Types of Diabetes | Causes, Risk Factors and Symptoms

Diabetes is a chronic disease which affects how your body converts food into energy.1 It is a condition when your blood sugar level is higher than normal.2 The three main types of diabetes are diabetes type 1, type 2 and gestational diabetes.1, 2, 3

 

The global prevalence of diabetes in 2014 is 8.5% among adults above 18 years old with an increase in the premature mortality rate by 5% between 2000 and 2016.3 In Malaysia, a survey has indicated that more than 3 million Malaysians suffer from diabetes.2

 

Most of the food you eat will be broken down into glucose and released into your bloodstream which will then be taken up by your cells to be used as fuel.3, 4 Insulin is a hormone produced in the pancreas to regulate your blood sugar level.3 It acts like a key which allows blood glucose to enter into your cells for use as energy.4 Diabetes occurs when the pancreas does not produce enough insulin or when the body is not able to use the insulin produced effectively, hence, unable to transport the glucose to the cells, leaving the amount of glucose in the blood raised.2, 3, 4

 

Hyperglycemia or raised blood glucose is a common result of uncontrolled diabetes where too much blood glucose stays in the bloodstream which overtime will lead to serious damage to many body systems, especially the nerves and blood vessels.3, 4  

 

Diabetes Type 1

Type 1 diabetes is caused by an immune response (body attacks itself by mistake). This causes a deficiency in insulin production, hence, requires daily administration of insulin. The risk factors of type 1 diabetes includes having family history and age. You can get type 1 diabetes at any age, but more likely to develop it during childhood.2, 3, 5

 

Symptoms of type 1 diabetes may occur suddenly which includes excessive urination (polyuria), excessive thirst (polydipsia), constant hunger, weight loss, vision changes and fatigue.There is currently no known cure or prevention for type 1 diabetes.3, 5

 

Diabetes Type 2

Type 2 diabetes occurs when your cells do not respond to the insulin produced by your body effectively. This condition is called insulin resistance.3, 6 The risk factors of type 2 diabetes includes having prediabetes, being overweight, 45 years old or older, having family history, physically inactive, have had gestational diabetes and have non-alcoholic fatty liver disease.5

 

Symptoms of type 2 diabetes may be similar to type 1 diabetes which often develop over several years and sometimes can be asymptomatic. Therefore, it is important to know the risk factors and to consult your doctor to get your blood glucose level tested early before the onset of diabetes.2, 3, 6

 

Type 2 diabetes can be prevented or delayed by having a healthy lifestyle such as losing weight, eating healthy food and being active.4

 

Gestational Diabetes

Gestational diabetes develops during pregnancy in women who do not already have diabetes when the body cannot produce enough insulin.3, 7 A pregnant woman’s body goes through changes such as weight gain. These changes will cause the cells in the body to use insulin less efficiently (insulin resistance). Insulin resistance is common in pregnant women during late pregnancy, however, some women who develop insulin resistance even before getting pregnant will have an increased need for insulin during pregnancy, resulting in them to more likely have gestational diabetes.7 The risk factors of gestational diabetes are being overweight, have a family history of type 2 diabetes, have a hormone disorder called polycystic ovary syndrome (PCOS), had gestational diabetes during previous pregnancy and have given birth to a baby who weighed more than 9 pounds.5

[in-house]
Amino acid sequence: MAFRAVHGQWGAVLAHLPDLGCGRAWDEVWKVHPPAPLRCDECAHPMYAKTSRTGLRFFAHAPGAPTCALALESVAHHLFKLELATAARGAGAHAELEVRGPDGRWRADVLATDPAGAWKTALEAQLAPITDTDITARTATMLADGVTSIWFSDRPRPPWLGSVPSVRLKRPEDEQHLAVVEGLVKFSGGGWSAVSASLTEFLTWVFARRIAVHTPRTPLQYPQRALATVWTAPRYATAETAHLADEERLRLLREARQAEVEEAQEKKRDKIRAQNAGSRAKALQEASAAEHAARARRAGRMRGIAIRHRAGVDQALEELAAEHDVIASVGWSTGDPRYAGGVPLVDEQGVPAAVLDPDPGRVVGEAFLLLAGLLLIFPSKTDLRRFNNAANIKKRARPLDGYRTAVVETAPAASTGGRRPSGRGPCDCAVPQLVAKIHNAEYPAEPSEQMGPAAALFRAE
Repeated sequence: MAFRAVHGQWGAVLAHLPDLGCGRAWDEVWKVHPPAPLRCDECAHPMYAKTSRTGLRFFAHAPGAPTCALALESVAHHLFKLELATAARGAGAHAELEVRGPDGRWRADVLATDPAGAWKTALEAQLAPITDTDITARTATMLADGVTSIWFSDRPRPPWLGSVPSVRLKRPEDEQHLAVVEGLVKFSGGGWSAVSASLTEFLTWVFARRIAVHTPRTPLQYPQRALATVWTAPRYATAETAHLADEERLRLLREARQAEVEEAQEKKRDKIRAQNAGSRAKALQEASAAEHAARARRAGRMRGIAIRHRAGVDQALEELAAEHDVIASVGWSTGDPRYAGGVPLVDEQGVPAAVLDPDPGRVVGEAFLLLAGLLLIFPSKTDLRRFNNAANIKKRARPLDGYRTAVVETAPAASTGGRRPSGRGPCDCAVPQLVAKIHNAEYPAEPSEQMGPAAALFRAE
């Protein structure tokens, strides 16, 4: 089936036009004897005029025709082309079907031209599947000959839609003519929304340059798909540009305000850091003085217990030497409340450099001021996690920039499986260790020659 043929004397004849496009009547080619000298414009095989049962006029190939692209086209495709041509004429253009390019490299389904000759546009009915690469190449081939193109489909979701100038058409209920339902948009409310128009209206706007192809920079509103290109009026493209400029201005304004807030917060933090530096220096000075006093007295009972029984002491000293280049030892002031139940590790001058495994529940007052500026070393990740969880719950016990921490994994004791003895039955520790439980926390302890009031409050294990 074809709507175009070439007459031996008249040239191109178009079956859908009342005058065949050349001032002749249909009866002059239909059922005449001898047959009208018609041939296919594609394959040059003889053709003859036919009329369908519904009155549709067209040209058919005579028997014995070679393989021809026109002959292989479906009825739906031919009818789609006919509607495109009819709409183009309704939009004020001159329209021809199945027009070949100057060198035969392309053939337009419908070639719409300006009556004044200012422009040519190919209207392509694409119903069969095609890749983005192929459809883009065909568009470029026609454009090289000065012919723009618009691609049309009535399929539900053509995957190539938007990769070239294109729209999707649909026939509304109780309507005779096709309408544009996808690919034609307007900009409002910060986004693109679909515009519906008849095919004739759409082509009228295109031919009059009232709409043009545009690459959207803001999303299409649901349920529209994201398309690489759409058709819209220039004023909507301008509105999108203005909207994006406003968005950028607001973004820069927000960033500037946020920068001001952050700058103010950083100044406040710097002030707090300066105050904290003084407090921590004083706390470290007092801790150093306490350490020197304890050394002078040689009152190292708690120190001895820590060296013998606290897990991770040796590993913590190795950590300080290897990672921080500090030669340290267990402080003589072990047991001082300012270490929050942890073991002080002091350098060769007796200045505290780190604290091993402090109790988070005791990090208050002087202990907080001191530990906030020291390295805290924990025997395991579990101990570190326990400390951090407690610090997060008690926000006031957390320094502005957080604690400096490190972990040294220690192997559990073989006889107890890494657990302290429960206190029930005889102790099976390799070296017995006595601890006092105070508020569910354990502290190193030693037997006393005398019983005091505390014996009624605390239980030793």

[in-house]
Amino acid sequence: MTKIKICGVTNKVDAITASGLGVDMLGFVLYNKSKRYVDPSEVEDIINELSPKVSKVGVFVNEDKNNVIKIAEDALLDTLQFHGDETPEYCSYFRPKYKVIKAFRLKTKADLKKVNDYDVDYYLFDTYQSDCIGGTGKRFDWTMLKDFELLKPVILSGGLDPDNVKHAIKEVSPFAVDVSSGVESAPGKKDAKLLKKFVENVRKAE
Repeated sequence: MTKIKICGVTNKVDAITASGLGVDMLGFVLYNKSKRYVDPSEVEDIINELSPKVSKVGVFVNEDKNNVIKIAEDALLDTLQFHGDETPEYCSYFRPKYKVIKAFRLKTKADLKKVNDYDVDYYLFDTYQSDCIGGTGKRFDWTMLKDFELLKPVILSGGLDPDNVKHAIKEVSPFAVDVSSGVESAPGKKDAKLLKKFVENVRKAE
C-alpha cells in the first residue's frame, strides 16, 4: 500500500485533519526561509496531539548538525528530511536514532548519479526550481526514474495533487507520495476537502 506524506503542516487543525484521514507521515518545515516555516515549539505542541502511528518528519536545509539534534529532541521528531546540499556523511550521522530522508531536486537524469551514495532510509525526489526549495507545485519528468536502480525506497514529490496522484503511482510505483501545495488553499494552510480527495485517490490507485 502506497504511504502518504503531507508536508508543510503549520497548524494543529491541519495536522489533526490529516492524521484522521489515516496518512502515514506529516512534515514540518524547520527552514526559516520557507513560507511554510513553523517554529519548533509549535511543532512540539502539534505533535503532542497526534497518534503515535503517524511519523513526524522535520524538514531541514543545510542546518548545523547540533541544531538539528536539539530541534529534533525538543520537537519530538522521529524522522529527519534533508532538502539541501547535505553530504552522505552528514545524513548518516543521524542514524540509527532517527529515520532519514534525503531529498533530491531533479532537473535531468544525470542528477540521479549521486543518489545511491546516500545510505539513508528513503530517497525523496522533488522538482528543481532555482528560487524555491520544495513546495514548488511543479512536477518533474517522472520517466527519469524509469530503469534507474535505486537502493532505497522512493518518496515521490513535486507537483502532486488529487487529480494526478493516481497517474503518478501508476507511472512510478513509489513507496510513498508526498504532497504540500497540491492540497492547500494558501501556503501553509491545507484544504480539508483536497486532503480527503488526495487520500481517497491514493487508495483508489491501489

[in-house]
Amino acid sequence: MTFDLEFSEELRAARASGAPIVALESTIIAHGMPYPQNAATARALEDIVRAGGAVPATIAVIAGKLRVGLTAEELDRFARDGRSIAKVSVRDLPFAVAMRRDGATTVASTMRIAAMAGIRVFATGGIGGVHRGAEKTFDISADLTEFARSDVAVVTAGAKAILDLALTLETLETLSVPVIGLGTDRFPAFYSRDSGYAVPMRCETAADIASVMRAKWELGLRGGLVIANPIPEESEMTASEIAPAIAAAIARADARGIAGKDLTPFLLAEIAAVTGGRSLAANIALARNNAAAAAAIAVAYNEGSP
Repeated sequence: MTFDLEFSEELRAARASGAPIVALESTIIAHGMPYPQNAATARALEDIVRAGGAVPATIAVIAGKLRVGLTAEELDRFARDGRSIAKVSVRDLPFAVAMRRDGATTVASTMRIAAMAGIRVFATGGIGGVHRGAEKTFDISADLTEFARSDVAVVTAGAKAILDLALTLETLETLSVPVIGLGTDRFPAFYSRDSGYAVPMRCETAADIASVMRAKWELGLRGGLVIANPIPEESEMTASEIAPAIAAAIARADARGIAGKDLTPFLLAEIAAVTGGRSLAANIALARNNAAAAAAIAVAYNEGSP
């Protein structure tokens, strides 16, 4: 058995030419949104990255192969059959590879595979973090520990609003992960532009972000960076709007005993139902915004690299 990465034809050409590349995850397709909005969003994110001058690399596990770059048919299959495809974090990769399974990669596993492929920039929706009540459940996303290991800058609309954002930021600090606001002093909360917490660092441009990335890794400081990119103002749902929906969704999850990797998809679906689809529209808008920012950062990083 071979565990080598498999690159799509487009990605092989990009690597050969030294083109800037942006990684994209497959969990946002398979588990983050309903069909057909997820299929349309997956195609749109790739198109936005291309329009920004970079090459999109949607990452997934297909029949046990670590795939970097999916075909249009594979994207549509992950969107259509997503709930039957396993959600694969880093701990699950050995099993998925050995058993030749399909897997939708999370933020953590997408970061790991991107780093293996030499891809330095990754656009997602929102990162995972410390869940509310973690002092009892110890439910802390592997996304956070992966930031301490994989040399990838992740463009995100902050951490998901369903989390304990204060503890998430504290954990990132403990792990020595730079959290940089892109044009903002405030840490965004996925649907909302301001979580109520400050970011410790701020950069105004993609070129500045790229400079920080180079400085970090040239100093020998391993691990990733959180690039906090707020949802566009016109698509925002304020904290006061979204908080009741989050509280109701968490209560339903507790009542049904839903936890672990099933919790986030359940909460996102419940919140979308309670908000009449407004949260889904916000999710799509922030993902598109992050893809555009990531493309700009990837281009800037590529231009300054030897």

The risk of complications during pregnancy and at delivery is high for women with gestational diabetes. These women and their children are more likely to have an increased risk of type 2 diabetes later in life.3, 5, 7 Hence, it is important to manage gestational diabetes to make sure you have a healthy pregnancy and a healthy baby.7

 

Gestational diabetes is commonly diagnosed through prenatal screening than through reported symptoms.3

 

What are the common screening tests for Diabetes?

  1. Glucose
  2. Glycated Haemoglobin (HbA1c)

 

For more information on the tests provided, please contact us at +603-42809115 (Customer Service) or email us at info@premierpathology.com.my

 

 

References:

  1. Diabetes Basics. (n.d.). Centers for Disease Control and Prevention. Retrieved October 28, 2020, from https://www.cdc.gov/diabetes/basics/index.html
  2. Ismail, D. F. (n.d.). Diabetes Mellitus. MyHealth Kementerian Kesihatan Malaysian. Retrieved October 28, 2020, from http://www.myhealth.gov.my/en/diabetes-mellitus-4-2/
  3. Diabetes. (n.d.). World Health Organization. Retrieved October 29, 2020, from https://www.who.int/news-room/fact-sheets/detail/diabetes
  4. What is Diabetes? (n.d.). Centers for Disease Control and Prevention. Retrieved October 28, 2020, from https://www.cdc.gov/diabetes/basics/diabetes.html
  5. Diabetes Risk Factors. (n.d.). Centers for Disease Control and Prevention. Retrieved November 4, 2020, from https://www.cdc.gov/diabetes/basics/risk-factors.html
  6. Type 2 Diabetes. (n.d.). Centers for Disease Control and Prevention. Retrieved November 4, 2020, from https://www.cdc.gov/diabetes/basics/type2.html
  7. Gestational Diabetes. (n.d.). Centers for Disease Control and Prevention. Retrieved November 5, 2020, from https://www.cdc.gov/diabetes/basics/gestational.html

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